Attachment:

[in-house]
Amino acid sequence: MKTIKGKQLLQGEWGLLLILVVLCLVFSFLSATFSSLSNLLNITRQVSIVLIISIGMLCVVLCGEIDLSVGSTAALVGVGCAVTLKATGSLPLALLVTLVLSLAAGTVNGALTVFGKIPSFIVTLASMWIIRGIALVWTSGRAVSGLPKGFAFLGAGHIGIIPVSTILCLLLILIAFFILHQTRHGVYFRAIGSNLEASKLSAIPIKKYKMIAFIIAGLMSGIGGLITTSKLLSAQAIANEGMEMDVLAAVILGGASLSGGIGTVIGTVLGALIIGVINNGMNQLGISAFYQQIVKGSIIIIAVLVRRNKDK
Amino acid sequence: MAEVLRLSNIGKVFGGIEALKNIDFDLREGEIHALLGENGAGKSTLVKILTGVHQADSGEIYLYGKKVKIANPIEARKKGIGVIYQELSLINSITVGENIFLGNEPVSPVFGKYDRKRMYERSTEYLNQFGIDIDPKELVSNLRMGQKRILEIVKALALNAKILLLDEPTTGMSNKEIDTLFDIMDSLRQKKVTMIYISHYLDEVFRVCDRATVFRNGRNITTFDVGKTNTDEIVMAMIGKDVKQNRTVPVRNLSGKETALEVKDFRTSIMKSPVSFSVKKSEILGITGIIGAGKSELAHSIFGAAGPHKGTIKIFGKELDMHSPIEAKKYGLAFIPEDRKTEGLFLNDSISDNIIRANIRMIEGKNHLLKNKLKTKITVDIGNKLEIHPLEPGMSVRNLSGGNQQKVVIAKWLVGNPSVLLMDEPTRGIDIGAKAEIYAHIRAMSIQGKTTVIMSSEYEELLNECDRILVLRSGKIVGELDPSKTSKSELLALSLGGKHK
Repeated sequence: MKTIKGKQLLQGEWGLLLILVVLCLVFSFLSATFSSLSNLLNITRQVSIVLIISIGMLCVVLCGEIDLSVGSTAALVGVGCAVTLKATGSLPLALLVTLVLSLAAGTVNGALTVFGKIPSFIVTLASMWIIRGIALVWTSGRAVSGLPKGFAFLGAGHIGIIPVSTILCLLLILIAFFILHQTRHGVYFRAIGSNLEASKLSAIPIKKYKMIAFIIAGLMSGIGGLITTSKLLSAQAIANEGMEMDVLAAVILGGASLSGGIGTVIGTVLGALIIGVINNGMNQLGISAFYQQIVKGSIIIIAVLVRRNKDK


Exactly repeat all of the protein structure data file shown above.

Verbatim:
[in-house]
Amino acid sequence: MKTIKGKQLLQGEWGLLLILVVLCLVFSFLSATFSSLSNLLNITRQVSIVLIISIGMLCVVLCGEIDLSVGSTAALVGVGCAVTLKATGSLPLALLVTLVLSLAAGTVNGALTVFGKIPSFIVTLASMWIIRGIALVWTSGRAVSGLPKGFAFLGAGHIGIIPVSTILCLLLILIAFFILHQTRHGVYFRAIGSNLEASKLSAIPIKKYKMIAFIIAGLMSGIGGLITTSKLLSAQAIANEGMEMDVLAAVILGGASLSGGIGTVIGTVLGALIIGVINNGMNQLGISAFYQQIVKGSIIIIAVLVRRNKDK
Amino acid sequence: MAEVLRLSNIGKVFGGIEALKNIDFDLREGEIHALLGENGAGKSTLVKILTGVHQADSGEIYLYGKKVKIANPIEARKKGIGVIYQELSLINSITVGENIFLGNEPVSPVFGKYDRKRMYERSTEYLNQFGIDIDPKELVSNLRMGQKRILEIVKALALNAKILLLDEPTTGMSNKEIDTLFDIMDSLRQKKVTMIYISHYLDEVFRVCDRATVFRNGRNITTFDVGKTNTDEIVMAMIGKDVKQNRTVPVRNLSGKETALEVKDFRTSIMKSPVSFSVKKSEILGITGIIGAGKSELAHSIFGAAGPHKGTIKIFGKELDMHSPIEAKKYGLAFIPEDRKTEGLFLNDSISDNIIRANIRMIEGKNHLLKNKLKTKITVDIGNKLEIHPLEPGMSVRNLSGGNQQKVVIAKWLVGNPSVLLMDEPTRGIDIGAKAEIYAHIRAMSIQGKTTVIMSSEYEELLNECDRILVLRSGKIVGELDPSKTSKSELLALSLGGKHK
Repeated sequence: MKTIKGKQLLQGEWGLLLILVVLCLVFSFLSATFSSLSNLLNITRQVSIVLIISIGMLCVVLCGEIDLSVGSTAALVGVGCAVTLKATGSLPLALLVTLVLSLAAGTVNGALTVFGKIPSFIVTLASMWIIRGIALVWTSGRAVSGLPKGFAFLGAGHIGIIPVSTILCLLLILIAFFILHQTRHGVYFRAIGSNLEASKLSAIPIKKYKMIAFIIAGLMSGIGGLITTSKLLSAQAIANEGMEMDVLAAVILGGASLSGGIGTVIGTVLGALIIGVINNGMNQLGISAFYQQIVKGSIIIIAVLVRRNKDK